The balance between privacy and transparency has reached a tipping point. Transparency might be desirable but we will have to pay a heavy price for it. For without secrecy and privacy, neither society nor politics can truly function.
Without secrecy, the state cannot protect its citizens. The public should therefore not have a universal right to transparency.
Surveillance can’t be stopped. But instead of isolating ourselves and trying to seal off our secrets we should expose them, and the snoopers surrounding us. For the illusory fantasy of absolute privacy has come to an end.
The trouble with secrecy and transparency goes back a long way. To understand why we need secrets we must take a look at history and the British postal service of the nineteenth century.
To analyze the true value of secrecy, we should not look to the state or companies but to kids and their diaries. For secrets are an essential part of our human development.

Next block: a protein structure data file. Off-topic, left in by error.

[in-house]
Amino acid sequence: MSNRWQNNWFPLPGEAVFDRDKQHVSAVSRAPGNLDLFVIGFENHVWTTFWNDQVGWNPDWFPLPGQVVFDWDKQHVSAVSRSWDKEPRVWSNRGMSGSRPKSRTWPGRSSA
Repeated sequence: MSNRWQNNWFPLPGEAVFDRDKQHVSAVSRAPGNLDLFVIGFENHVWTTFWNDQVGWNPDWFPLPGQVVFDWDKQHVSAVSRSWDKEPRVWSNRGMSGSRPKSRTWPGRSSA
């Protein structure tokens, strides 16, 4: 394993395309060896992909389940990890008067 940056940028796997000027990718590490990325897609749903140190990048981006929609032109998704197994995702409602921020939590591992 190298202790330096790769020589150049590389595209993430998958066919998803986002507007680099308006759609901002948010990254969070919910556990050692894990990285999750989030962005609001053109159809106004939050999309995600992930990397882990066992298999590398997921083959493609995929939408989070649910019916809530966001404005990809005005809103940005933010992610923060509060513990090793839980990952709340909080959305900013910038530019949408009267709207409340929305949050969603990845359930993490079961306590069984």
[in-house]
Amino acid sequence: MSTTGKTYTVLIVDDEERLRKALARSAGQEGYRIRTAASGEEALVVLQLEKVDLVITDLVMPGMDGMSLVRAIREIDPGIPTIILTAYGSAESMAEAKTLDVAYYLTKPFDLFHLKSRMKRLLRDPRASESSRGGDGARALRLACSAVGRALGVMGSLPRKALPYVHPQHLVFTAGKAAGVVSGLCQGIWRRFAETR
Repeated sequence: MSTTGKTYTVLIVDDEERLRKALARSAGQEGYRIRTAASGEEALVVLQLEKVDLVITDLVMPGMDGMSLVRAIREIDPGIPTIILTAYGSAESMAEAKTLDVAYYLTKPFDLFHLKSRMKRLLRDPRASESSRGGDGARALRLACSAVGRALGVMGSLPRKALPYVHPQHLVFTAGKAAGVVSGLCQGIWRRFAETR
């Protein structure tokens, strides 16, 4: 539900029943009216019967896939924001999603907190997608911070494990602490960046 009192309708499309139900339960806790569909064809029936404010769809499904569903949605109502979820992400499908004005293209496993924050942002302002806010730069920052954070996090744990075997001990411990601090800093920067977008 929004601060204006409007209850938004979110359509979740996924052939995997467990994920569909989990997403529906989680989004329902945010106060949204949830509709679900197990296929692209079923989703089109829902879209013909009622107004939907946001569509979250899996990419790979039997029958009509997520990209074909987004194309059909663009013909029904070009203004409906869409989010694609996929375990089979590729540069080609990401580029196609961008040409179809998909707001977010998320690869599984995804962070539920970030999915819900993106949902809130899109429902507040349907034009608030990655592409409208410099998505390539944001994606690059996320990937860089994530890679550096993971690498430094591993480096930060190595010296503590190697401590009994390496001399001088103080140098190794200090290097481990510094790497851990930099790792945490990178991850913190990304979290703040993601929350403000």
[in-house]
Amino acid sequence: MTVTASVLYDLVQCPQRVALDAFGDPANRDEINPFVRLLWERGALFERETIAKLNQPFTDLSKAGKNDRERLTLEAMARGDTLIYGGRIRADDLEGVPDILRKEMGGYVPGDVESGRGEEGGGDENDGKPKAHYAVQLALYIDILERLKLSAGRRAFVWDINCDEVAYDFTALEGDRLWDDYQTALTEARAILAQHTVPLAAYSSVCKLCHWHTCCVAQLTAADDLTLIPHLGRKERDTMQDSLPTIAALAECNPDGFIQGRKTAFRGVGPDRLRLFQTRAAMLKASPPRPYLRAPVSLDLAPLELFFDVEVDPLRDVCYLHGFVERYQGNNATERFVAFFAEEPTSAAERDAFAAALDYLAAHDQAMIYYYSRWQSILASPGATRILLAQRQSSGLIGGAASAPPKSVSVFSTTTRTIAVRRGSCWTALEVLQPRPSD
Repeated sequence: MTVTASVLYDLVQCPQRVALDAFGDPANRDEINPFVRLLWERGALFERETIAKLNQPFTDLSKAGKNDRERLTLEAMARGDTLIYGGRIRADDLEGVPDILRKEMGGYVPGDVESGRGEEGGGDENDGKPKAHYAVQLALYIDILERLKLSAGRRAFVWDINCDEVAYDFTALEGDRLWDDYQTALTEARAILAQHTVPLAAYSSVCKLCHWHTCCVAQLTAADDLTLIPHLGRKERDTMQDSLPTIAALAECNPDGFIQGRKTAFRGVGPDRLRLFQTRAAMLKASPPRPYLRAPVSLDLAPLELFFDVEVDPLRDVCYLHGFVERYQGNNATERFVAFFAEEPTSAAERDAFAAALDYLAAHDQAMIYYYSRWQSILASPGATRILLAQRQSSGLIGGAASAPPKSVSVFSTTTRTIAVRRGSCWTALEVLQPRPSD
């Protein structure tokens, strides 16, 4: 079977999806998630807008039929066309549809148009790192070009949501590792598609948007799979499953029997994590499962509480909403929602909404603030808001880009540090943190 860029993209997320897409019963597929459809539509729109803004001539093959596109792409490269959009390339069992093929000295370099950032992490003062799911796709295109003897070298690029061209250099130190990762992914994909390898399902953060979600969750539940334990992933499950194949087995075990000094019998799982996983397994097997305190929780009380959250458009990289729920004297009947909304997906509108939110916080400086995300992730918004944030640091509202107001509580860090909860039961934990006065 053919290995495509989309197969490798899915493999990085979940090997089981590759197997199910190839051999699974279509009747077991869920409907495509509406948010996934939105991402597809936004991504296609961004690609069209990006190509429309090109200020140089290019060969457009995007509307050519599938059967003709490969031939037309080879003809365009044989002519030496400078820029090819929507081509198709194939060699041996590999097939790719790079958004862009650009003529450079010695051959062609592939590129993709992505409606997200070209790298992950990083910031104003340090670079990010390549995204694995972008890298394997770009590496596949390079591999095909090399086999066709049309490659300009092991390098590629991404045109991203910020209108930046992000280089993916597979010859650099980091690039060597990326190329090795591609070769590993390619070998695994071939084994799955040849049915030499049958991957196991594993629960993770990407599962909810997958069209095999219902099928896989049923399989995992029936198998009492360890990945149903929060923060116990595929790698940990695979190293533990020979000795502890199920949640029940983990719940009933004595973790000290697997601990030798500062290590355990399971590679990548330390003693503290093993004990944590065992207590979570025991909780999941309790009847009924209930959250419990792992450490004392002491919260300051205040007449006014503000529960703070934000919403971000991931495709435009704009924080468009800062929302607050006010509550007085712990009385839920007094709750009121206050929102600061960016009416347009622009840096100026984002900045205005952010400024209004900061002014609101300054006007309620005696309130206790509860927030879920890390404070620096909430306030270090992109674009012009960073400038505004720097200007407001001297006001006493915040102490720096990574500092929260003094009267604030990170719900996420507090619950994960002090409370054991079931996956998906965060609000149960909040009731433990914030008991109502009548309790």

What decisions would we make if we deliberated carefully about public policy? Alexander Görlach sat down with Stanford's James Fishkin to discuss deliberative democracy, parliamentary discontent, and the future of the two-party system.
For many Europeans the massacre in Arizona is another evidence that political violence is spreading in the United States but this unfortunate event was the deed of a mentally ill person, not a political activist. There is no evidence of an increasing political extremism tearing America apart. Using
The US and Russia don't agree on much - but they are both keen to develop a good relationship with India. How do we know? Look at the arms trade.
More than 50 percent of the world's population now live in cities – and there is no end of urbanization in sight. Harvard economist Edward Glaeser believes urbanization to be a solution to many unanswered problems: pollution, depression and a lack of creativity. He spoke with Lars Mensel about the
Contrary to the mantras repeated by the press, HIV infections are not increasing. We need to move away from activist scare tactics and towards complex risk management strategies.
Nick Bostrom directs the Future of Humanity Institute at Oxford University. He talked with Martin Eiermann about existential risks, genetic enhancements and the importance of ethical discourses about technological progress.